Others have reviewed the film much better than I, so I’ll leave it to them to give you more critical and overall reviews of the film. As for me, I liked much about the film—heh, especially the over-the-top Disney fairytale-ness of the opening animated scenes and the real-life clean up crew of birds, mice, rats and roaches that Giselle summons early in the film—but I particularly resonated with the dialogue about love that occurs throughout the film between Giselle and Robert (who we know will eventually fall in love and end up with Giselle).
Giselle and Robert couldn’t be more different in their experiences and understandings of love. Robert is jaded and skeptical when it comes to love because his wife left him and their young daughter years ago. He rejects the idea of any kind of “happily ever after,” telling Giselle at one point that “most marriages are considered a success if they manage not to end, period—forget about happiness.” Robert’s experience has skewed his view of love. For him, love doesn’t really exist and is relegated to the pages of fairytales.
Giselle, however, sees everything differently. She knows fairytales are real because that is where she comes from. In a sense, she sees through wider eyes and with a broader vision because she sees both worlds—ours as well as the one from which she comes. She knows love and happily-ever-afters are real because they are real in Andalasia. Giselle has an unwavering belief in the power of love, which in the film ultimately conquers death itself.
I found all this a good echo of biblical truth. Like Giselle, we were created for a different world. The one we are in isn’t working the way it was intended. But God is relentlessly at work to bring us and his creation back to the way we were meant to be. We are in the middle of that Story, but, like Giselle in her story, we know how it will end. We know there will be a happily-ever-after. And here in the middle of our Story, love is not only an echo of the world and life we were created for but also the presence and break-thru of the world as it was meant to be, is becoming and will be again. It is this Love that has-and-will conquer death once and for all.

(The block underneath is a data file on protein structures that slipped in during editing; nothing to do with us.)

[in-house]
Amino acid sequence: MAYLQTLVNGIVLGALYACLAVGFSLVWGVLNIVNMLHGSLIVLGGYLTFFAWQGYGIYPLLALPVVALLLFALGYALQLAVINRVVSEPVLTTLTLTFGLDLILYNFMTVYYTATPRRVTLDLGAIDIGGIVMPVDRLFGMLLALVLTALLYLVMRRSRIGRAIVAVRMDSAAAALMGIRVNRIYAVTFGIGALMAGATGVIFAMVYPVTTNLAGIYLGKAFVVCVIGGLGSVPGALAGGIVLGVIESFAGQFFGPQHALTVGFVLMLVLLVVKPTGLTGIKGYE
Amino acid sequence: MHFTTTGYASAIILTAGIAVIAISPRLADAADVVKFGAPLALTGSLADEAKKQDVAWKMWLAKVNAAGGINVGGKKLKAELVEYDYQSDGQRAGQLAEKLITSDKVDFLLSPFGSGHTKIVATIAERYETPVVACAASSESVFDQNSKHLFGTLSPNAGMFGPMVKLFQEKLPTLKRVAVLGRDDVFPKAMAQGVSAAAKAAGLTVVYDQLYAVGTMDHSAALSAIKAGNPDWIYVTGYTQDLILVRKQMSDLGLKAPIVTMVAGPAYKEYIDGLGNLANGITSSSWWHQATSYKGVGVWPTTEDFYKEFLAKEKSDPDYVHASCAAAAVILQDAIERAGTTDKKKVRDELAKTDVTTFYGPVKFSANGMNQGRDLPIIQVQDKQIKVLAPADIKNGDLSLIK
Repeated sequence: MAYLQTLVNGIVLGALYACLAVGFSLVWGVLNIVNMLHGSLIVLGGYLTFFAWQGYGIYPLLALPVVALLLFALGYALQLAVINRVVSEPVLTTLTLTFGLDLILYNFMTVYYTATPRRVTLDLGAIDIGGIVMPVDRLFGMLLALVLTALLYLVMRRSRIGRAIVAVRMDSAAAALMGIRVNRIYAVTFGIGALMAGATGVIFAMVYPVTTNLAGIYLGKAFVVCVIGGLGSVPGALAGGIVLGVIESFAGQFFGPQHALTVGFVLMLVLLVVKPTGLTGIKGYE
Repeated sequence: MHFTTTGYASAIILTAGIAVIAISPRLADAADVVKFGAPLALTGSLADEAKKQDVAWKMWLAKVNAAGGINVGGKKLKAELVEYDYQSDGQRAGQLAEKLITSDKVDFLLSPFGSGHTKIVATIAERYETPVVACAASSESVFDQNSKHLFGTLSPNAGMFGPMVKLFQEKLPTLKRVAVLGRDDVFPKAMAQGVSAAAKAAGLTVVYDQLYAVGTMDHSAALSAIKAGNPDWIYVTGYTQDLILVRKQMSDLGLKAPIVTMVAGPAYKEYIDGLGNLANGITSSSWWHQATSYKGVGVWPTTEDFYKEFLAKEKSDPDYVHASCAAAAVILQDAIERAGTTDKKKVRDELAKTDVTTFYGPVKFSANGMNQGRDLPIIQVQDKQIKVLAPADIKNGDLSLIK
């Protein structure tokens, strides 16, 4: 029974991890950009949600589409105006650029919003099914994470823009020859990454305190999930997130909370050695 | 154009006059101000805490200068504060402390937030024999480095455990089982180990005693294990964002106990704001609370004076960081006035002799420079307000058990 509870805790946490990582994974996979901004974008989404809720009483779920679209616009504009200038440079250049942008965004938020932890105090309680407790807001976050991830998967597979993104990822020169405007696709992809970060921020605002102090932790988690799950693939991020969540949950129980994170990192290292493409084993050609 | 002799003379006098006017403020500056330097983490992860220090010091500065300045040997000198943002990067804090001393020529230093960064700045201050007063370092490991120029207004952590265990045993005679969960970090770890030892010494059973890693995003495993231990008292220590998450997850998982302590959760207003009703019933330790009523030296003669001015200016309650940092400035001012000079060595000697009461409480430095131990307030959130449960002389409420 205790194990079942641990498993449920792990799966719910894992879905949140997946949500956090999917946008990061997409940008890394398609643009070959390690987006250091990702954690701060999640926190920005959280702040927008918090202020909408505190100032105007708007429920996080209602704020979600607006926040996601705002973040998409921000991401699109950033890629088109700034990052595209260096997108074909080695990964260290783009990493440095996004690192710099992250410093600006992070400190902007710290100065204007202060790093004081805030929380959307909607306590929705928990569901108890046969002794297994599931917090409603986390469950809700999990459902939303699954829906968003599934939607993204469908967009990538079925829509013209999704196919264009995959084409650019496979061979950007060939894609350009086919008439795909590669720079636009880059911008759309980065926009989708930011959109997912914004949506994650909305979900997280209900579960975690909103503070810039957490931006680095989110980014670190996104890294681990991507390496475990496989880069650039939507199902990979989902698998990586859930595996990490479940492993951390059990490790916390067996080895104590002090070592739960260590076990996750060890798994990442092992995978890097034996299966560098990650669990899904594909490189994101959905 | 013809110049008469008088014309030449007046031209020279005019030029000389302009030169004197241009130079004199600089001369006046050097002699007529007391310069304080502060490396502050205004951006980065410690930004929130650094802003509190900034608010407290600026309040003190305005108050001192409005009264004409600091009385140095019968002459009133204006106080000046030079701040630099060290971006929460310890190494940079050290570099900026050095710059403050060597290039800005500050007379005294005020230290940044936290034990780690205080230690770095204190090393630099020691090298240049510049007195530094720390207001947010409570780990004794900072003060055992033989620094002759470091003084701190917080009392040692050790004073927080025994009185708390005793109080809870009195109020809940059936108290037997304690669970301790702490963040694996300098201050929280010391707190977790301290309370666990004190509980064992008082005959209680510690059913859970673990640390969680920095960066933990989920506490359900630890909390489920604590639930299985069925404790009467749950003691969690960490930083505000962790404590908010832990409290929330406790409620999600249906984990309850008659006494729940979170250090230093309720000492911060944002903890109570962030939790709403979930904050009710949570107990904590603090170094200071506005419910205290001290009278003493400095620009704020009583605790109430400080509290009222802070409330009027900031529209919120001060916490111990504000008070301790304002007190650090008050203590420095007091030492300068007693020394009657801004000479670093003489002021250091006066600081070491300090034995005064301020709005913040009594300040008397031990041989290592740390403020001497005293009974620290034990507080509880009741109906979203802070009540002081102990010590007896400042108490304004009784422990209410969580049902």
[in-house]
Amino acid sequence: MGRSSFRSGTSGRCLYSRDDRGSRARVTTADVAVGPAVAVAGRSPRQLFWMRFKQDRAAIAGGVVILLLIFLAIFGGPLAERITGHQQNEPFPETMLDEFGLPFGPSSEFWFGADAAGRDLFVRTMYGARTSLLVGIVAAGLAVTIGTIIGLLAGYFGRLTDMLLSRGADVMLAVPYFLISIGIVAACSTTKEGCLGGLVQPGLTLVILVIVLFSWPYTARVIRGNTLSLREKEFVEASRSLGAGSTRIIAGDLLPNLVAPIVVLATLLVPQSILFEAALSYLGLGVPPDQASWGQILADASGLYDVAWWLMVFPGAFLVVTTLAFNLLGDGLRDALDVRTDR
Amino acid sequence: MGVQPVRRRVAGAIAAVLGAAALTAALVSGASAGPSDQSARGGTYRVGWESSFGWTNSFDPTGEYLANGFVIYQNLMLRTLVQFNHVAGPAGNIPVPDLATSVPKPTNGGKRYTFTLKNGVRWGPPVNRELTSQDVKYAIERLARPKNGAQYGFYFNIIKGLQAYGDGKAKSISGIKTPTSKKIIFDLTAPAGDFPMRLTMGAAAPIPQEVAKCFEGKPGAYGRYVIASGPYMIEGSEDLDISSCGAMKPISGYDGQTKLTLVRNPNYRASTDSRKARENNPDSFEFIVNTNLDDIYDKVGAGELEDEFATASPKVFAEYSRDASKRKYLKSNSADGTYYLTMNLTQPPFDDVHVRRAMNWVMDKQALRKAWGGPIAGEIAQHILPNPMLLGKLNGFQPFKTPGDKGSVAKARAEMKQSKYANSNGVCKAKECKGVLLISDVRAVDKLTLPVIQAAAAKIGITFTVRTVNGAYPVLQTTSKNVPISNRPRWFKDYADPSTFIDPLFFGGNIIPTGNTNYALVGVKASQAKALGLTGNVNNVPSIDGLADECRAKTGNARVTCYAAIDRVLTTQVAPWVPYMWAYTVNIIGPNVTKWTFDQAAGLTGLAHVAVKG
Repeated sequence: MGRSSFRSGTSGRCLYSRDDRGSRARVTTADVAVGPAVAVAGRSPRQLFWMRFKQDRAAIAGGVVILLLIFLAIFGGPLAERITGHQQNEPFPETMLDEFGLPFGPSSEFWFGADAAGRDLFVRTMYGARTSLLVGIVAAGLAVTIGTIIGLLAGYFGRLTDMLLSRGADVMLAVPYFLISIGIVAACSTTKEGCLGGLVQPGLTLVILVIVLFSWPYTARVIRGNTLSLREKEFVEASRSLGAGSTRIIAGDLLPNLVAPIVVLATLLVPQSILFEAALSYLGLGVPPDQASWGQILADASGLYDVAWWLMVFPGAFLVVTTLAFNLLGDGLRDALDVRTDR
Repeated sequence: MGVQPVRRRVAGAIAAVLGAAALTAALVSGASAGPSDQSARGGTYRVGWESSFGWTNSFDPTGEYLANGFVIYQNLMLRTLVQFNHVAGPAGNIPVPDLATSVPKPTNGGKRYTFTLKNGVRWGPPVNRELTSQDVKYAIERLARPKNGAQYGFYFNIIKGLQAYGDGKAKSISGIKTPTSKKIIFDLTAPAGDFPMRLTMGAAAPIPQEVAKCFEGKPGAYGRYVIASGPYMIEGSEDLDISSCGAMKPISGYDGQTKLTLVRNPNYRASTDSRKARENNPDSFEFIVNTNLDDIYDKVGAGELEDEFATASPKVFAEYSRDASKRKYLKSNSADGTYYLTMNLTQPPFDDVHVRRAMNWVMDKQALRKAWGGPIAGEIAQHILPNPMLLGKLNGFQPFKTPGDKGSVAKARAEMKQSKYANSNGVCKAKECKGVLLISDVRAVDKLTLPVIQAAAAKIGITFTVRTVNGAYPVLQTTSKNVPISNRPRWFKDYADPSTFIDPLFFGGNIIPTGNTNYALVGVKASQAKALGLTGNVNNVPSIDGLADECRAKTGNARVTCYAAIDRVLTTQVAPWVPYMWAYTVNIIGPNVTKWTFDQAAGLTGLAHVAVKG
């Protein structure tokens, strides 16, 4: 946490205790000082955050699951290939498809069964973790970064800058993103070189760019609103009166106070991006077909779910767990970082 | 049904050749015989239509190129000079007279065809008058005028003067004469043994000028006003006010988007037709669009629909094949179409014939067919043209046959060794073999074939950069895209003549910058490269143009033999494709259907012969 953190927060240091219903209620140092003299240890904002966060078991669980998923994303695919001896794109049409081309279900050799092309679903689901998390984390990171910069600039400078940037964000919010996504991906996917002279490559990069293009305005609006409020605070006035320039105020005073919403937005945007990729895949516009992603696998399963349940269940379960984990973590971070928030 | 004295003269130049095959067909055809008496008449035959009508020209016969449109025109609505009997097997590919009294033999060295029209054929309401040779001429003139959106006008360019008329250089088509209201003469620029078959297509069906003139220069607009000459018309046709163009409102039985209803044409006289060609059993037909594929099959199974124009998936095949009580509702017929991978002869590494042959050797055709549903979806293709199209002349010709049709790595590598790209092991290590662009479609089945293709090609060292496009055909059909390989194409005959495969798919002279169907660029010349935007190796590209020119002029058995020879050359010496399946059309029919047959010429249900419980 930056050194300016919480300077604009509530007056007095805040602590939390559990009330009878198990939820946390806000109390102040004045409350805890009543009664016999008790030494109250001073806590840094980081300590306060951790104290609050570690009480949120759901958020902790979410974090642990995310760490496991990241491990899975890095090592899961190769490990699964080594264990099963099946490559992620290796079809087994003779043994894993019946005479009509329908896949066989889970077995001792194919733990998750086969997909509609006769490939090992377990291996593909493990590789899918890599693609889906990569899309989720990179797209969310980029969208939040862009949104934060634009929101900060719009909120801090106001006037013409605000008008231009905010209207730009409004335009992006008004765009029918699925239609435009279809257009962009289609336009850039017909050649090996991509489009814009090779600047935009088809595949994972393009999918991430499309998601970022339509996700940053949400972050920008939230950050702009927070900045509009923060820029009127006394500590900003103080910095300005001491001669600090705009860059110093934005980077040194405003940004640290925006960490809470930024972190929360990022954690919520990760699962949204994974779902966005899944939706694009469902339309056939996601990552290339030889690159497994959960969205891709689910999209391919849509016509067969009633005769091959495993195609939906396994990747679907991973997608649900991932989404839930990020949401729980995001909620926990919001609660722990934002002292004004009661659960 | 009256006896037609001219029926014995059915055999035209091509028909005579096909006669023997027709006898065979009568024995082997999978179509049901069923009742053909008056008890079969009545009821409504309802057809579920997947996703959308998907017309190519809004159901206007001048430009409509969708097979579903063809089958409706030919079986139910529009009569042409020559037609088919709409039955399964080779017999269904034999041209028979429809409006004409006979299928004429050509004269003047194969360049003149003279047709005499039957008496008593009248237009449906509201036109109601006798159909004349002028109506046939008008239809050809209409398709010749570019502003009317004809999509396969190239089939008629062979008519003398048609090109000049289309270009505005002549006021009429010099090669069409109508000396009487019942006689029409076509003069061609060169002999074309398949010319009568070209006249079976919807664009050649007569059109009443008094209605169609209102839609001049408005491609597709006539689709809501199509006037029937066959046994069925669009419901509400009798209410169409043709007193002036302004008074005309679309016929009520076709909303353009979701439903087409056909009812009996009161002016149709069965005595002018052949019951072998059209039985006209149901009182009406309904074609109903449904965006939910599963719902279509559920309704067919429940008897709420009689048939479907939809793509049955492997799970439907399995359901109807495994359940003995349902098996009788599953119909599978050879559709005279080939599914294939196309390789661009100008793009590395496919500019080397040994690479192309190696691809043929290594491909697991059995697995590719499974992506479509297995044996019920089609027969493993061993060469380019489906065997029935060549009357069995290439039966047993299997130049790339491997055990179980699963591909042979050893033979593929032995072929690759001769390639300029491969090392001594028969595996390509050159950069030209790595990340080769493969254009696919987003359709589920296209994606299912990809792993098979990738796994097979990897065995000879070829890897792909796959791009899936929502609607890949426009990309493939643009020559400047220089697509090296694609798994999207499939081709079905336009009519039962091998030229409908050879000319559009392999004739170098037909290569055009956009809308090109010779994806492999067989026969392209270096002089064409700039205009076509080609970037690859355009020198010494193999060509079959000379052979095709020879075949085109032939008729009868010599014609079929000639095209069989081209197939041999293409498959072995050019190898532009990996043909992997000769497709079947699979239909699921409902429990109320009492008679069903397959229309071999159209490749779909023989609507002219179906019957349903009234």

Some of us seem to pick up on this more instinctively than others—and this film hints at that. At one point as Giselle and Robert are walking through Central Park, Giselle starts to break out into song about love. Robert is embarrassed and tries to get her to stop, but at that moment they are walking by a group of reggae musicians who pick up Giselle’s tune and start a park-wide song-and-dance number.
Robert doesn’t know what to think. “They know this song, too?” he says incredulously as he watches the musicians start to play, dance and sing along with Giselle. “I don’t know this song.”
No, he doesn’t—not yet, at least. But the musicians do. And I found that (whether it was intentional or not on the part of the filmmakers) particularly affirming of artists, who seem to be among those of us who more readily and eagerly embrace the Otherness and more-to-the-world nature of things around us. (For more on this theme, see my thoughts on August Rush, another New York set film I enjoyed.) And it is often the artist who reminds us of God’s truth, work and presence in the world, be it through poetry, stories, music, or images (and even food). In Soul Graffiti, Mark Scandrette encourages us to be open and receptive to the way artists see and express the world around us: “We follow the path of an artist by learning to taste, touch, see and hear how Yahweh is present and caring in our world.” Watching the musicians pick up Giselle’s tune reminded me of this.
Overall, we really enjoyed this film and I was delighted by how it invited me to consider our own Story.
(Images: Walt Disney)